(Editor’s note: Curiously enough, the point at which the business has to offer the consumer a ‘cure’ is AFTER the consumer files his lawsuit, not before.  By lining it up this way, the legislature guarantees that the consumer will be inconvenienced as much as possible. If the ‘cure offer’ was to be made, BEFORE the lawsuit was filed, the consumer could skip the need to find an attorney and spend their valuable time preparing for a lawsuit, in the first place.)

So far, anecdotal evidence tells us that not too many corporate attorneys are using this new law (maybe because it makes no sense to settle the Ohio-based Consumer claims, when multiple claims based on other statutes and common law will remain pending).  But, the law has only been in effect for 6 months, so it may be too early to tell. 
What’s the Lesson:  If the legislature really wants to reform the law that is designed to protect consumers, it needs to listen and learn from consumer advocates who understand that litigation can and should be used to combat fraud in our state.

2) CSPA was amended (effective 9/28/12),  to remove certain Home Construction Repairs from the list of Consumer Transactions that were protected.  Now, there is a separate section of the Ohio Revised Code that will let contractors: get away with requiring more money up front; have a reduced risk of liability; and gain the ability to set their own standards.  Mark Twain once said ‘Those that respect the law and love sausage should watch neither being made.’  This new law looks more like sausage than any in a long time.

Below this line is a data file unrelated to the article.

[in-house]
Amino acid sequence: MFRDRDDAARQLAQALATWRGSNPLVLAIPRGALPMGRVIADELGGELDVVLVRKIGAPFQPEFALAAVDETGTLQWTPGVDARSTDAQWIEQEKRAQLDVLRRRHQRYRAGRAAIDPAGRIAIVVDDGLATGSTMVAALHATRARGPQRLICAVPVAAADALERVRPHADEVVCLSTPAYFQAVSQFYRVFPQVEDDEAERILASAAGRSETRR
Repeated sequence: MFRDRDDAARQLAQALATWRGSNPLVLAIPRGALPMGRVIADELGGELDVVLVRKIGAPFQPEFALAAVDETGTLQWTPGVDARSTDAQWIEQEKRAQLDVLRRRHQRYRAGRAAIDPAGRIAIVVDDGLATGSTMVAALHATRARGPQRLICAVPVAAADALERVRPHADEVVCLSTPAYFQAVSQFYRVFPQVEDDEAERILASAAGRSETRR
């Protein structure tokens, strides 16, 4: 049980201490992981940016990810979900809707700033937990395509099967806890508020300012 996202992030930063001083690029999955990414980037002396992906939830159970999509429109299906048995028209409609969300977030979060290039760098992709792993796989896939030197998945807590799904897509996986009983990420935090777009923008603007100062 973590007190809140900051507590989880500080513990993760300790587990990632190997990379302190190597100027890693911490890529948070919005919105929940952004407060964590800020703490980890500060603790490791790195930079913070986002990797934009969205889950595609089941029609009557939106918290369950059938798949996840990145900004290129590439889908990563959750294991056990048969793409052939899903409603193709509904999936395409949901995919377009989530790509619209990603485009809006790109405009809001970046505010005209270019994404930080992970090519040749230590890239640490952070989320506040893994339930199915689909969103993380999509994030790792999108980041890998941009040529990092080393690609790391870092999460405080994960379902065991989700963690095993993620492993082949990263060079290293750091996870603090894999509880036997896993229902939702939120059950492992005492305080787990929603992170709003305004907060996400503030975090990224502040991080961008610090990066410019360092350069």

Since there are still consumer protections for home-improvement contracts that cost LESS than $25,000, contractors actually have an incentive to make your repairs cost more.  Strangely, there is an exception for contracts of any price, where the contract is a so-called ‘Cost-plus’ contract.  Since home-repair contracts are almost never ‘cost-plus contracts’ (cost-plus contracts are most common in large defense contracts, such as when the government needs fighter-planes, battleships and tanks), it’s hard to understand why this provision is in the law in the first place.  But, if your home-improvement contract is a ‘cost plus contract’ you’d better watch out!  
Here are some troubling questions that are left open even after this bill became law:

• Will builders now have an incentive to add costs to the contracts to make the total over the $25,000 threshold?
• Will builders now try to make ANY home-improvement contract a ‘cost-plus’ contract to trigger the exemption and remove any consumer protections?
• Will the provision in the new law that allows contractors to adopt their own building standards make it harder for a consumer to show that the work was shoddy?

Lesson:  Now you need to get a lawyer to help you negotiate a contract for any home improvement, or you will discover that the builder can take most of the money up front and basically build whatever he wants.  Unfortunately, this law might just have taken away your rights as a consumer.

3) The ‘Puppy Mill bill’  was passed.  But, it contained unbelievably low standards for dog breeders.  Even worse – at the last second ALL consumer protection provisions in the bill were cut out.  (go to section 956.20  in this version that did NOT get passed, to see the Consumer protections that were removed by the House)
What happened: nearly every version of this bill included language that protected the consumers who purchased the animals, in case the animal contracted problems that were associated with being bred in a puppy mill. (Outrageous vet bills in the first year; buying an animal that looked to be OK, but was not, etc.)  The version that was adopted by the legislature and presented to the Governor, however, deleted any of the consumer-protection language, with no explanation why.
Lesson:  The legislature cares more about dogs than the people who own them.  Don’t take our word for it, though.  There are even some animal rescue operations that have a problem with the new law.